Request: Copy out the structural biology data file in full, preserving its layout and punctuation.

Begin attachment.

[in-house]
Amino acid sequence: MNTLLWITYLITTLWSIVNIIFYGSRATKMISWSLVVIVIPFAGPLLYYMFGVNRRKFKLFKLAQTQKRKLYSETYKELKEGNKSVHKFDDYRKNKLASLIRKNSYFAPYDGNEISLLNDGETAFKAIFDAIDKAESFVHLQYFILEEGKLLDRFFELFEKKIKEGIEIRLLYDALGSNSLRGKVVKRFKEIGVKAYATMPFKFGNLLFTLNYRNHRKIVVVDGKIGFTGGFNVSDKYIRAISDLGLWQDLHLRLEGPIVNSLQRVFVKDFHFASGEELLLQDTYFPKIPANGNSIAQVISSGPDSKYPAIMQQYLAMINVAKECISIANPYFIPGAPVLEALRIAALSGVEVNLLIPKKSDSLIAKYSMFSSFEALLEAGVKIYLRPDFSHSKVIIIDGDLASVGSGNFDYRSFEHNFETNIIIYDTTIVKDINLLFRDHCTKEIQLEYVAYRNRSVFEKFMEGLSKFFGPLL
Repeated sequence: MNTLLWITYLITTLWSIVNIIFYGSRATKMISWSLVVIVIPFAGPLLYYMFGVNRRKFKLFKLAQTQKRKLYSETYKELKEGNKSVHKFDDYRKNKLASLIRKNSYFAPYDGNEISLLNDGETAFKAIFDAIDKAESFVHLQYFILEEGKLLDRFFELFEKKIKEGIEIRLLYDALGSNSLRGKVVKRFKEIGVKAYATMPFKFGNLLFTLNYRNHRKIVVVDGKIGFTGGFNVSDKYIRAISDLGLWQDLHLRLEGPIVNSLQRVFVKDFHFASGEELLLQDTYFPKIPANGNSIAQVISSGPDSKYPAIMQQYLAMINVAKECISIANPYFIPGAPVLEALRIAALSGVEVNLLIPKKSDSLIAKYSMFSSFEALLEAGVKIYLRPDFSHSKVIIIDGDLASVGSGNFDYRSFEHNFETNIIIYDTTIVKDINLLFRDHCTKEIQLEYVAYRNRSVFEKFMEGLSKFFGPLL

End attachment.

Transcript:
[in-house]
Amino acid sequence: MNTLLWITYLITTLWSIVNIIFYGSRATKMISWSLVVIVIPFAGPLLYYMFGVNRRKFKLFKLAQTQKRKLYSETYKELKEGNKSVHKFDDYRKNKLASLIRKNSYFAPYDGNEISLLNDGETAFKAIFDAIDKAESFVHLQYFILEEGKLLDRFFELFEKKIKEGIEIRLLYDALGSNSLRGKVVKRFKEIGVKAYATMPFKFGNLLFTLNYRNHRKIVVVDGKIGFTGGFNVSDKYIRAISDLGLWQDLHLRLEGPIVNSLQRVFVKDFHFASGEELLLQDTYFPKIPANGNSIAQVISSGPDSKYPAIMQQYLAMINVAKECISIANPYFIPGAPVLEALRIAALSGVEVNLLIPKKSDSLIAKYSMFSSFEALLEAGVKIYLRPDFSHSKVIIIDGDLASVGSGNFDYRSFEHNFETNIIIYDTTIVKDINLLFRDHCTKEIQLEYVAYRNRSVFEKFMEGLSKFFGPLL
Repeated sequence: MNTLLWITYLITTLWSIVNIIFYGSRATKMISWSLVVIVIPFAGPLLYYMFGVNRRKFKLFKLAQTQKRKLYSETYKELKEGNKSVHKFDDYRKNKLASLIRKNSYFAPYDGNEISLLNDGETAFKAIFDAIDKAESFVHLQYFILEEGKLLDRFFELFEKKIKEGIEIRLLYDALGSNSLRGKVVKRFKEIGVKAYATMPFKFGNLLFTLNYRNHRKIVVVDGKIGFTGGFNVSDKYIRAISDLGLWQDLHLRLEGPIVNSLQRVFVKDFHFASGEELLLQDTYFPKIPANGNSIAQVISSGPDSKYPAIMQQYLAMINVAKECISIANPYFIPGAPVLEALRIAALSGVEVNLLIPKKSDSLIAKYSMFSSFEALLEAGVKIYLRPDFSHSKVIIIDGDLASVGSGNFDYRSFEHNFETNIIIYDTTIVKDINLLFRDHCTKEIQLEYVAYRNRSVFEKFMEGLSKFFGPLL